Recent progress in bio-logging technology has advanced studies of animal navigation through the ability to record behaviours under natural and manipulated conditions, beyond previously achievable observation ranges (Rutz & Hays 2009). Soon after GPS data loggers were sufficiently miniaturised to be applied to birds (Steiner et al. 2000, von Hünerbein et al. 2000), they started to be used in displacement experiments to investigate navigation ability and mechanisms (e.g. Lipp et al. 2004, Vyssotski et al. 2006, Gagliardo et al. 2013). In addition, acceleration data reflecting body posture and activity (Yoda et al. 2001, Sakamoto et al. 2009, Watanabe et al. 2012) could be used to estimate the proportion of time spent on each mode of locomotion and behavioural responses to varying environments during goal-oriented movements. However, no studies, to date, have used GPS and accelerometers in displacement experiments with penguins, while a few previous studies using GPS-loggers mentioned navigation and orientation of penguins during foraging trips (Mattern et al. 2007, 2013).

Adélie Penguins walking overland (photo Kozue Shiomi, 12 December 2017, near a breeding colony in Lützow-Holm Bay in Antarctica).


In the present study, displacement experiments using animal-borne data loggers were conducted on two Adélie Penguins. Our aim was to examine their route selections and behavioural time allocation after release and explore how GPS and acceleration data can contribute to our understanding of the homing behaviour of penguins.


Displacement experiments

Field experiments on Adélie Penguins were conducted on 17 January 2018 at the Hukuro Cove colony (Figure 1; 69.21°S, 39.63°E; 150–200 pairs) in Lützow-Holm Bay in Antarctica. This field site is about 23 km south of the Japanese Syowa (Showa) Station. Two Adélie Penguins breeding at this colony were caught by hand during the late guarding stage, during which one parent guards its chick at the nest, while the other forages at sea. Both nests had one chick. We caught the two birds just after they returned to their nest at the end of a foraging trip and before their mates left the nest to forage, thereby avoiding leaving the chick alone. The experimental birds were determined to be a male (Bird 1) and a female (Bird 2) based on their bill length, bill depth and flipper width (Kerry et al. 1992). A data logger (c. 25 g, Axy-Trek with 450 or 600 mAh battery, TechnoSmart, Italy) was attached to the lower back using waterproof tape. Instant glue and plastic cable ties were also used to prevent the tape from detaching. The loggers recorded GPS positions every minute, 3-axis acceleration at 25 Hz and depth and temperature at 1 Hz. Each bird was placed in a cloth bag, held under the arm, and then displaced to a position about 1 km east of the colony (Figure 1; 69.22°S, 39.66°E). The cloth bag had a hole for air. The walk to the release location was approximately 20 min and our path was not completely straight (Figure 1A). Bird 1 was released around 11:00 and Bird 2 around 17:00, both in overcast conditions. When released at the coastline of the bay (hereafter called the release bay), the penguins immediately ran into the water and started swimming. We returned to the colony after the releases and awaited the return of the birds.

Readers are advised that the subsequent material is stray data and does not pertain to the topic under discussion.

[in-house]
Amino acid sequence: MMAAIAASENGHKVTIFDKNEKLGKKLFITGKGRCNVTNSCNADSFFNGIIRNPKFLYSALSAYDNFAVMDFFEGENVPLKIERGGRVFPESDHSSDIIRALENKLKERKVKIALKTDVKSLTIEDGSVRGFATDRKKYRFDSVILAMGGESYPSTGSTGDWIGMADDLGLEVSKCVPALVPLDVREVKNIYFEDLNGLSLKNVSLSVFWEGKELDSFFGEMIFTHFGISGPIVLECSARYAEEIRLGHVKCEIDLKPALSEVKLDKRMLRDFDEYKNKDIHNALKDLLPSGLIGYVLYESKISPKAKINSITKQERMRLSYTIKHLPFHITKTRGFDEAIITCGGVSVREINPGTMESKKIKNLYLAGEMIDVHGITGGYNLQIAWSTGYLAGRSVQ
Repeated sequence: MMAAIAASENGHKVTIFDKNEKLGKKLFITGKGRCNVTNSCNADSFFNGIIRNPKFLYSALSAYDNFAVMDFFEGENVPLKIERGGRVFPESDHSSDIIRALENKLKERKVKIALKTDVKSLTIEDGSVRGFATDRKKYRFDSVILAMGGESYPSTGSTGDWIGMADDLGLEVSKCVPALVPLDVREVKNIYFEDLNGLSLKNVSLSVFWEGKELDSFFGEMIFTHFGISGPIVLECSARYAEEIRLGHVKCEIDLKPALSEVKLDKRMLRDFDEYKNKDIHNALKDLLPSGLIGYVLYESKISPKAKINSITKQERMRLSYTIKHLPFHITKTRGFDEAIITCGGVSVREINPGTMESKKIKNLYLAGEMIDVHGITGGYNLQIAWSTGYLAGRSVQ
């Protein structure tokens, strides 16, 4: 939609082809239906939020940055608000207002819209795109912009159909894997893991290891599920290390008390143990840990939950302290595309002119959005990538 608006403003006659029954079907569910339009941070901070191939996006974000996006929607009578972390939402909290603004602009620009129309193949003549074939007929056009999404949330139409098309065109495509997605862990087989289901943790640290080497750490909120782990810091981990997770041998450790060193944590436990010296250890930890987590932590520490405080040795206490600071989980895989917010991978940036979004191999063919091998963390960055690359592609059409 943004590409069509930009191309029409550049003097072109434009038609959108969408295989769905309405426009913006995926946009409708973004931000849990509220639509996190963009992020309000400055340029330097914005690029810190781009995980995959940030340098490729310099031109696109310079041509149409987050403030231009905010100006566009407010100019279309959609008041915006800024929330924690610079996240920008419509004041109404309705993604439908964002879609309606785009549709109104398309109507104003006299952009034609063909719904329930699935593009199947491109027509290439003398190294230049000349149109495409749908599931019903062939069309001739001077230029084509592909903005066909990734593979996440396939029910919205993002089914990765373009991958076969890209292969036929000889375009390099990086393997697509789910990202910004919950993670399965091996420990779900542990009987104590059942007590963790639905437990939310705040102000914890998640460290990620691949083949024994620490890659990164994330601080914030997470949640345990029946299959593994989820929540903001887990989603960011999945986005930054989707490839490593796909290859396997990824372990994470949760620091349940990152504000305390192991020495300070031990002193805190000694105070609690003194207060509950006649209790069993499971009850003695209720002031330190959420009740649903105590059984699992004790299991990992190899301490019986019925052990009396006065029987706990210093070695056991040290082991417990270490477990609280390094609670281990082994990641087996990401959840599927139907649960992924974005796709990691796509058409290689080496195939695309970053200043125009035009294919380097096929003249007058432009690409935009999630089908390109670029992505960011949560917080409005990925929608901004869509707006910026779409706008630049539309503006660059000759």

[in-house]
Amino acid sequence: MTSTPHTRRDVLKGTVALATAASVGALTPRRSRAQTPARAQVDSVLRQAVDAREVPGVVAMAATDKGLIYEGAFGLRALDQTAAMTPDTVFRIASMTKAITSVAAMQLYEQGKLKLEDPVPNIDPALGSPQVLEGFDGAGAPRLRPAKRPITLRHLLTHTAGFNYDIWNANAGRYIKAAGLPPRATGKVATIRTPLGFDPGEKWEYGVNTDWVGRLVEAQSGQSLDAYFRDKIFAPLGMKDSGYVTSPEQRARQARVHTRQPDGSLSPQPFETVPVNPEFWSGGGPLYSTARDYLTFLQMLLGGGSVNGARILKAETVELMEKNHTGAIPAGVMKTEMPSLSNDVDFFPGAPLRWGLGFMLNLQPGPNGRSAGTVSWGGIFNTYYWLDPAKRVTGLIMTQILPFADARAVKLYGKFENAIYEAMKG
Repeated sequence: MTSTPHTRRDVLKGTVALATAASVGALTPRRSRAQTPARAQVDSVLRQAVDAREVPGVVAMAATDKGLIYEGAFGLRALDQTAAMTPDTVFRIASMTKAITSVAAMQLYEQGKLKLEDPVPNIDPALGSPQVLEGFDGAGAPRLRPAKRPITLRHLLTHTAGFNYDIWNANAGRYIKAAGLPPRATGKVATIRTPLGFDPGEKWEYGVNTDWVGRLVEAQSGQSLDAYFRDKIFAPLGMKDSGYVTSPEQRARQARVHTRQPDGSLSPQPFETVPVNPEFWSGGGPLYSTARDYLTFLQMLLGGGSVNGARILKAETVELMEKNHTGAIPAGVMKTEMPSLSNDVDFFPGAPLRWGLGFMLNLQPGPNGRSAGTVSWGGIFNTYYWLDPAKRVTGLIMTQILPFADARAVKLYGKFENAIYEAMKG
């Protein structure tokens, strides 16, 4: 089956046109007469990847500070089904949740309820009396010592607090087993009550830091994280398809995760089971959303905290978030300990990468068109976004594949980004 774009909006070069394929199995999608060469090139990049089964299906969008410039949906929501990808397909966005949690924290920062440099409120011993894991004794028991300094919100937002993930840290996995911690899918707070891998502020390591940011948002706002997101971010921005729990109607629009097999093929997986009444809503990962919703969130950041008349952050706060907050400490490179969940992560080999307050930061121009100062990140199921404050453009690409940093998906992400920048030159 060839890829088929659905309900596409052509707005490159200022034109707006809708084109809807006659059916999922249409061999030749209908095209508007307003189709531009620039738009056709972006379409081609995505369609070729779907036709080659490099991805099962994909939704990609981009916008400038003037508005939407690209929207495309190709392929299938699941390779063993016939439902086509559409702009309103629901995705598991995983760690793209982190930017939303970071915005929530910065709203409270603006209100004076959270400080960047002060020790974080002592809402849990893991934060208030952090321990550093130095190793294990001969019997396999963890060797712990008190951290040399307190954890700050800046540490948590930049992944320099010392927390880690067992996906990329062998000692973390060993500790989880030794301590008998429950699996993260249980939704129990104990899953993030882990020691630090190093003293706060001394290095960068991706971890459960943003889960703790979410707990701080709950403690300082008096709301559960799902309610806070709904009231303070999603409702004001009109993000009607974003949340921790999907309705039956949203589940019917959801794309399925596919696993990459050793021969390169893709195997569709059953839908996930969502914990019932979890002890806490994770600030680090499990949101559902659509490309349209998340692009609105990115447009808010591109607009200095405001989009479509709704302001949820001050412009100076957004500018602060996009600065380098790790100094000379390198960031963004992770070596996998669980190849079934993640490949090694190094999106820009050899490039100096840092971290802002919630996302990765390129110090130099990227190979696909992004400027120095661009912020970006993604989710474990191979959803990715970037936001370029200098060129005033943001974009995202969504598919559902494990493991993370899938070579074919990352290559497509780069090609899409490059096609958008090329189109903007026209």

Figure 1.